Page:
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Prescription art: Take in two museums and call me in the morning

Why We Wrote This

Can sending patients to view art be a therapeutic tool? Physicians in Montreal are working with one of Canada's most prestigious museums to find out, testing new ways of thinking about treatment and healing.

Sara Miller Llana/The Christian Science Monitor
Robert Kertesz, a Montreal retiree, participates in the Art Hive, a drop-in workshop at the city’s Museum of Fine Arts, which has expanded programs that address wellness via art.

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At a time when the health community is grasping for solutions to over-prescribing and over-testing, “social prescribing” – in which practitioners look at community activities and nonclinical services as a more holistic approach to wellness – is gaining renewed attention. And in Montreal that is manifesting in a very specific way: Doctors can use their prescription pads to order visits to the Montreal Museum of Fine Arts for patients. More broadly, doctors increasingly see the role of choirs, sports teams, and arts programs as a key to social inclusion and health outcomes for everyone from Alzheimer’s patients to those diagnosed with anxiety or depression. British studies have also measured a decline in use of the national health system when social prescribing is employed. In the case of art museums in particular, supporters of social prescribing say doctor-ordered visits can carve out crucial space for stillness and observation and provide an antidote to social exclusion. “It’s not just doctors prescribing pills, but patients taking action and putting in their own hands their own healing,” says Yan Yee Poon, an art therapist working at the MMFA. “Art speaks to everyone. We can all find something in it we need.”

The five pavilions that comprise the Montreal Museum of Fine Arts, one of Canada’s most prominent institutions, draw their share of art lovers, of tourists, and of ragtag school groups.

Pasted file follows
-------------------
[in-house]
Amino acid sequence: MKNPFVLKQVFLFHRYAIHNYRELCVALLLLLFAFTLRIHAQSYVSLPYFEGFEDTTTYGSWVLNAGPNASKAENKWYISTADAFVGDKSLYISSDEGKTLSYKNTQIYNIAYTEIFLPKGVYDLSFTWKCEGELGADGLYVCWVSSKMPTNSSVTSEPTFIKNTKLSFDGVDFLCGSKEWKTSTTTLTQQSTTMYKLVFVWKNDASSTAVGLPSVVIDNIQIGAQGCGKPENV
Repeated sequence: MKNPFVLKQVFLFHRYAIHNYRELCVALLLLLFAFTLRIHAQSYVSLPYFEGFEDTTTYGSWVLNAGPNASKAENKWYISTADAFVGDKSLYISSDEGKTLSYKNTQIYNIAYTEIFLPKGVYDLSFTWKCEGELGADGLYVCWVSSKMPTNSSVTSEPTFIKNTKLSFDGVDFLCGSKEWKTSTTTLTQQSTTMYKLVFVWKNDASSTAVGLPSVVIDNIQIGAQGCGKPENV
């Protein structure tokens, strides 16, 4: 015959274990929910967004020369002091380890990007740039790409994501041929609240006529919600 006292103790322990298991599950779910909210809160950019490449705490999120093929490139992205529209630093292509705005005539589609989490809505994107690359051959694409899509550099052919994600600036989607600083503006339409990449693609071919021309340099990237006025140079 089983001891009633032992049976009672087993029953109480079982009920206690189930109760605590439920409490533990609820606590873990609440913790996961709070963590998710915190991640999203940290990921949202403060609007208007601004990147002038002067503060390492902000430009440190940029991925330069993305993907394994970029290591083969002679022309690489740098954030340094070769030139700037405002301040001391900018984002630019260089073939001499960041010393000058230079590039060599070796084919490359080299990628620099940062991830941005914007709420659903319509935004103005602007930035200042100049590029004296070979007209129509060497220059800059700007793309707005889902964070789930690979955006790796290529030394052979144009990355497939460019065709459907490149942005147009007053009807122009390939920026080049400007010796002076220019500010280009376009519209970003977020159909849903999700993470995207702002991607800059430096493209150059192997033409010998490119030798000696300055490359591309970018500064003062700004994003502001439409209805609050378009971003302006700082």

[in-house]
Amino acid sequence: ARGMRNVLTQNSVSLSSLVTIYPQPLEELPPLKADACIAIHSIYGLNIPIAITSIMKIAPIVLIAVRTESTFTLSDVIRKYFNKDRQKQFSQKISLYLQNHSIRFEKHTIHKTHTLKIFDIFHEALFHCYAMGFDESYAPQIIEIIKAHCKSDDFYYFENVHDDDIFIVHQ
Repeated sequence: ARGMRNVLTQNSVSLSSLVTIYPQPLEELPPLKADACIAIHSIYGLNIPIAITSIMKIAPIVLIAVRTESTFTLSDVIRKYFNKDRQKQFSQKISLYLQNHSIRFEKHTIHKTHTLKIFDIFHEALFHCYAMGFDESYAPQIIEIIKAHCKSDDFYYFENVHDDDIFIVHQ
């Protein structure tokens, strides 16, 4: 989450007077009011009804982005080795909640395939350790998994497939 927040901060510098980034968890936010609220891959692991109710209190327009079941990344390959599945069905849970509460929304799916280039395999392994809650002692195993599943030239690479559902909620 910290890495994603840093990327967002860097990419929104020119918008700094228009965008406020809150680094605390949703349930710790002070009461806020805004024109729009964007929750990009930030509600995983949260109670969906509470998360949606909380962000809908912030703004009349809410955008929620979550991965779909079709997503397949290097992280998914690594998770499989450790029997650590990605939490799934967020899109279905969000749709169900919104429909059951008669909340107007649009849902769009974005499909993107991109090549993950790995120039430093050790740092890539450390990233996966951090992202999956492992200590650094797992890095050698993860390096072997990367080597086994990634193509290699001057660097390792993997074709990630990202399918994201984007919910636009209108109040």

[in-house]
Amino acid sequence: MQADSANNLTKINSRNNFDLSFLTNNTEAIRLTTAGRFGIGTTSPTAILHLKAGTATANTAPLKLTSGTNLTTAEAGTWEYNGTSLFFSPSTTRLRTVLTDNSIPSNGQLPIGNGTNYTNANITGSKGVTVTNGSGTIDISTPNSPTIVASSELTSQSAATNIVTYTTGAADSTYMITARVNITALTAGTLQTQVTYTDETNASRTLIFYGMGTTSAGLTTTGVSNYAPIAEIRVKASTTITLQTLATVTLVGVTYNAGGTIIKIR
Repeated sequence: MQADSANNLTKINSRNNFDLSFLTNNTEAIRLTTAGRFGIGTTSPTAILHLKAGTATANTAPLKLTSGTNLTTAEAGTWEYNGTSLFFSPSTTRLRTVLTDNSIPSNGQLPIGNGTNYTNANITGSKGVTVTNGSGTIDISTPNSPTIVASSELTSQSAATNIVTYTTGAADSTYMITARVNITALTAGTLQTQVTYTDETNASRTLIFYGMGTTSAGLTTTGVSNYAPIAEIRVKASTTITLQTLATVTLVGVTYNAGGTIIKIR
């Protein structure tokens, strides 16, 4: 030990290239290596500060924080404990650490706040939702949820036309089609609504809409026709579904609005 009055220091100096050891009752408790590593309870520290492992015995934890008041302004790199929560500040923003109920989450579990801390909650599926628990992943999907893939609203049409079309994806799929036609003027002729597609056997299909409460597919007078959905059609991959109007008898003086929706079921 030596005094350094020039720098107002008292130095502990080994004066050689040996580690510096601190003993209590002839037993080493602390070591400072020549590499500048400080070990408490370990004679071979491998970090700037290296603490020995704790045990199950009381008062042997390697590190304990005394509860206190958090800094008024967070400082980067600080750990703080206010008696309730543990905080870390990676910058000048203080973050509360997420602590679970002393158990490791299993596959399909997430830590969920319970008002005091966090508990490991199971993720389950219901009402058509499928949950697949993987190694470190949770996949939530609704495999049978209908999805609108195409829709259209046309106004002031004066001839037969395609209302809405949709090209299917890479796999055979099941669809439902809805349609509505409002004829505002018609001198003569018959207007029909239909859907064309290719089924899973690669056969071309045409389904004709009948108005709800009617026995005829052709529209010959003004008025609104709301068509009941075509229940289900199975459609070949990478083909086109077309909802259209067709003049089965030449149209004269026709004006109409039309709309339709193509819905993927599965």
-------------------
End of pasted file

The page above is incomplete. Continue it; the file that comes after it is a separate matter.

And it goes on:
But they aren’t the only visitors inspecting the fall foliage depicted by Tom Thomson and Canada’s “Group of Seven” artists or experiencing works of French painters from Jean-Baptiste-Camille Corot to Henri Matisse.

During any given week, there are deaf teens and young adults viewing the works as part of their education in how to overcome obstacles to communication through art. Women with eating disorders listen as guides share points about works that might encourage expression of their emotions around body image. Visitors diagnosed with Alzheimer’s explore themes such as nature and family to stimulate conversation that can sometimes help to evoke memories.

Those efforts were so successful that the MMFA has expanded them in an unusual way: by partnering with the Médecins francophones du Canada, a membership association for French-speaking doctors, who can use their prescription pads to order visits to the museum for patients in lieu of perhaps medicine or a follow-up doctor’s appointment.

At a time when the health community is grasping for solutions to over-prescribing and over-testing, “social prescribing” – in which practitioners look at community activities and nonclinical services as a more holistic approach to wellness – is gaining renewed attention. In the case of art museums in particular, supporters say doctor-ordered visits can carve out crucial space for stillness and observation and provide an antidote to social exclusion.

“It’s not just doctors prescribing pills but patients taking action and putting in their own hands their own healing,” says Yan Yee Poon, an art therapist working at the MMFA on a recent day. “Art speaks to everyone. We can all find something in it we need.”